Social media users on Twitter are protesting Egypt’s President Abdelfattah al-Sisi’s participation in the next GCC Summit.
Shortly after reports suggested the attendance of Egyptian President Abdel Fattah al-Sisi at the 41st GCC Summit in Riyadh, an Arabic hashtag emerged to the top of Qatar’s Twitter trend list: #Sisi_not welcome_in_the_Gulf [translated].
Hundreds of social media users took to Twitter to protest Sisi’s participation in the summit in January, with many saying the Egyptian president has “no place in the Gulf,” especially given Egypt’s stance against Qatar in recent years.
“Is he being imposed on us? He has nothing to do with the Gulf region and his participation is not needed. Let him give his people their rights first instead of coming. #Sisi_not welcome_in_the_Gulf,” a social media user said in a tweet.
هو مفروض علينا !؟
ماله خص فالخليج ولا لجيته داعي
خل يرحم شعبه ويعطيهم حقوقهم أحسن له من جيته عندنا !الله لايجيبه..#السيسي_غير_مرحب_به_خليجيا
— Um Nawaf (@umnawaff_) December 30, 2020
“You [Sisi] should know that you are hated by the people globally #Sisi_not welcome_in_the_Gulf,” another user tweeted.
اعلم يابلحه إنك مكروه عند شعوب العالم اجمع #السيسي_غير_مرحب_به_خليجيا
— 🇶🇦المعالي كايده🇶🇦 الدوسري (@qa9doha) December 29, 2020
The protest came just days after reports citing sources claimed Saudi Arabia’s King Salman Bin Abdulaziz sent an invitation to Sisi, noting Egypt’s participation is an indication that a final agreement to end the three-year-long regional crisis could indeed be reached at the upcoming summit.
While Egypt has not yet announced its participation in the upcoming meeting of GCC leaders, the prospects of a breakthrough have been increasing ever since Kuwait’s leadership announced that a deal was imminent. A few days after that announcement Cairo issued a statement welcoming it.
The participation of the Egyptian leader would be the first since the crisis erupted in 2017 after his regime joined the UAE, Saudi Arabia and Bahrain in the illegal blockade on Qatar.
GCC Summit and a potential deal
Earlier this month, Saudi Arabia said it was in the process of pushing for a potential resolution to the Gulf crisis ahead of the 41st GCC Summit.
King Salman invited all Gulf leaders earlier this week to attend the meeting which is due to take place on January 5th in Riyadh. Invites were sent through the Secretary General of the Gulf Cooperation Council.
“The commitment by Gulf leaders to hold the summit on an annual basis, and especially in these exceptional times, is a testament to the strength of the GCC, to their belief in their duty to the people of the Gulf, and their devotion to increasing cooperation and integration among member countries,” said Nayef Falah Al-Hajraf, Secretary-General of the GCC in a press release.
Also last week, Qatar’s Foreign Minister Sheikh Mohammed bin Abdul Rahman Al Thani confirmed that there are “no obstacles” in the path towards reconciliation, adding that his country had been engaging in negotiations with only Saudi Arabia as it “represents” the countries involved in the blockade.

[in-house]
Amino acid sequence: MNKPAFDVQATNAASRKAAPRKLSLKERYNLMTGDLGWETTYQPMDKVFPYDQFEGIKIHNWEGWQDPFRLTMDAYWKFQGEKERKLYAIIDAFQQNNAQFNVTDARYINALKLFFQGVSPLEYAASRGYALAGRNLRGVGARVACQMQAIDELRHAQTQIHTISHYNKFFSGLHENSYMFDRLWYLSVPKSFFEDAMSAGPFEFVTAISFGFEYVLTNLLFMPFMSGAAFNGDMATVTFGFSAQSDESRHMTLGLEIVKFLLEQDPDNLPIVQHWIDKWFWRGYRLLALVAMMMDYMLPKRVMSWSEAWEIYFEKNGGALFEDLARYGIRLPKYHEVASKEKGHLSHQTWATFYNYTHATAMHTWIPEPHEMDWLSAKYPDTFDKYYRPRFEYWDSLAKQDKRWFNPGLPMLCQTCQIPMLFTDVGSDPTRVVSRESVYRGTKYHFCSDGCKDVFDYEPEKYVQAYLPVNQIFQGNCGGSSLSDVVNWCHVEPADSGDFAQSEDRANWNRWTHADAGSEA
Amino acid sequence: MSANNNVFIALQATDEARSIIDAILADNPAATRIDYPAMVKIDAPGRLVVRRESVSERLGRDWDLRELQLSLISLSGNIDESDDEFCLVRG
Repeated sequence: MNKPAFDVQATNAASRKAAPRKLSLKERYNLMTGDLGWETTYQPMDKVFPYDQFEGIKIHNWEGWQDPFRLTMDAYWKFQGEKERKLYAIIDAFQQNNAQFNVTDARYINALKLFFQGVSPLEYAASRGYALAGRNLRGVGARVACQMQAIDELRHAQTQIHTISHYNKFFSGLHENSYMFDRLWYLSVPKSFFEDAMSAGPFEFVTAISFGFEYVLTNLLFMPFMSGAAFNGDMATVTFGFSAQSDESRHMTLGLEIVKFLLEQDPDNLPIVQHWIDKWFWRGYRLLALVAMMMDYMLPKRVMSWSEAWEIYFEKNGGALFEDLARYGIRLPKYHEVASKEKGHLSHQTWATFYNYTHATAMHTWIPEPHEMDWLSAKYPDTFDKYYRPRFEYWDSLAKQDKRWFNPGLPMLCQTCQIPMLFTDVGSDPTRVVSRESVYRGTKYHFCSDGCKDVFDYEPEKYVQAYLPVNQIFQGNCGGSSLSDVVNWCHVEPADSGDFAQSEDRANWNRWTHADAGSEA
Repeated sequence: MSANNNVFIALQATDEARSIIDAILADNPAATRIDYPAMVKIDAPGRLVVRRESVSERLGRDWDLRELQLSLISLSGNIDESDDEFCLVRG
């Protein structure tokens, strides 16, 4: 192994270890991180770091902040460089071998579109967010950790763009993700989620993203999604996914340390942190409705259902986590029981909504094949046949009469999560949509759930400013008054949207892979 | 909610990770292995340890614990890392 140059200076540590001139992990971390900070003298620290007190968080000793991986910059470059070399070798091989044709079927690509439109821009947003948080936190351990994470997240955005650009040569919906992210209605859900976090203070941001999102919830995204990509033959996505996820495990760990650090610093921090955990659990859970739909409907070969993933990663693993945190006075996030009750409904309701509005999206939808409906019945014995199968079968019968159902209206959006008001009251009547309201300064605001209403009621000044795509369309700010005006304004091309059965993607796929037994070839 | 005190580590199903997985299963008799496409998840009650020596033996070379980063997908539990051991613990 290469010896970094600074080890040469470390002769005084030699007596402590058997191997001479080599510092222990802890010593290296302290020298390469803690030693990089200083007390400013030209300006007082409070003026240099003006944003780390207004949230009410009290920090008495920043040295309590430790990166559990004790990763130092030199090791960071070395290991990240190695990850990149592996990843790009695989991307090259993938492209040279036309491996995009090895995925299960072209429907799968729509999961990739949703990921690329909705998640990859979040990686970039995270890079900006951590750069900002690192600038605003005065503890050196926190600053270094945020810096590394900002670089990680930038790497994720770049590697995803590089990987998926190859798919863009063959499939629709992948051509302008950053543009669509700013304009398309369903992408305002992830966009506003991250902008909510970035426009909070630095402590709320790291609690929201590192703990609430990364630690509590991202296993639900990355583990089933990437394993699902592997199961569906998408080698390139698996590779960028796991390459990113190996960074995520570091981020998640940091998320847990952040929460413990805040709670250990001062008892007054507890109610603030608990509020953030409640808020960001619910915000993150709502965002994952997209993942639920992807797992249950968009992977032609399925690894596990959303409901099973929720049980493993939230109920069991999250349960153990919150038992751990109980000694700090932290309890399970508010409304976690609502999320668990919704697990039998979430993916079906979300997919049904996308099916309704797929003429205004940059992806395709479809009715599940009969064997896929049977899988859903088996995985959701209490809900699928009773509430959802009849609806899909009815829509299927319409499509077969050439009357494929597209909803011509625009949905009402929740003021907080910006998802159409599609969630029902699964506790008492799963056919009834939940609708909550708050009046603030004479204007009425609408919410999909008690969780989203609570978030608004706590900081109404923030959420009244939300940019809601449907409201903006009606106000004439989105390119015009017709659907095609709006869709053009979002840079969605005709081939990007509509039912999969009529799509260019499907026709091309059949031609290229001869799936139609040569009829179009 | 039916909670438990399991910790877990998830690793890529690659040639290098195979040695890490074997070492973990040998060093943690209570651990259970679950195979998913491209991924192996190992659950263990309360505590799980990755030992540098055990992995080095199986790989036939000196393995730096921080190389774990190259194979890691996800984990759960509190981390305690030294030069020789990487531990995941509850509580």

Echoing the same sentiment, Saudi Press Agency [SPA] issued a statement last week saying that Riyadh is committed to its role in ensuring the GCC’s unity.
“Since the establishment of the Gulf Cooperation Council in 1981 AD, the Kingdom has embarked on a balanced approach that supports every effort and supports every move that contributes to achieving common goals and aspirations,” read the statement.
The statement added that Saudi Arabia has been working “to overcome disagreements” while also supporting GCC member states in “reaching a settlement and viable solutions to the Gulf dispute”.
However, despite the progress made, tensions have simmered between Manama and Doha over breaches that saw Bahrani fighter jets in Qatar’s airspace and Bahraini boats enter Qatari waters.
On Tuesday, the Secretary-General of the Gulf Cooperation Council, Nayef Al-Hajraf, attended a press conference in Bahrain in which local media attempted to extract statements from Al-Hajraf that Qatar holds responsibility for what Al-Zayani described as “Qatari provocations” regarding the fishing incident.
The GCC chief replied to the media saying that “the council is going through difficult circumstances, and we cannot talk about a specific country,” adding that, as secretary-general, he represents the six countries and that “everyone should pay attention to what restores Gulf cohesion.”
Bahrani media allegedly were not content with the reply, with Al-Ayyam newspaper noting it has the right to ask whatever is necessary to understand the position of the GCC chief towards recent developments.
Earlier this month, Doha sent a letter to the UN Security Council about the alleged violation of its airspace by four Bahraini fighter jets, which Manama called the claims “baseless.”
Analysts believe this was an attempt by Manama to place hurdles in the path to reconciliation. However, Bahrain has been showing, what experts described as, a “surprising” change in its position in the GCC crisis.
Last week, the country called for an end to the GCC crisis after weeks of silence despite current reconciliation talks.
In addition, after a month of escalations with Qatar, reports suggested Manama has been pushing for negotiations with Doha to reach a maritime agreement.
In 2017, Saudi Arabia, the UAE, Bahrain and Egypt announced the illegal blockade on Qatar, severing all diplomatic relations with the Gulf country.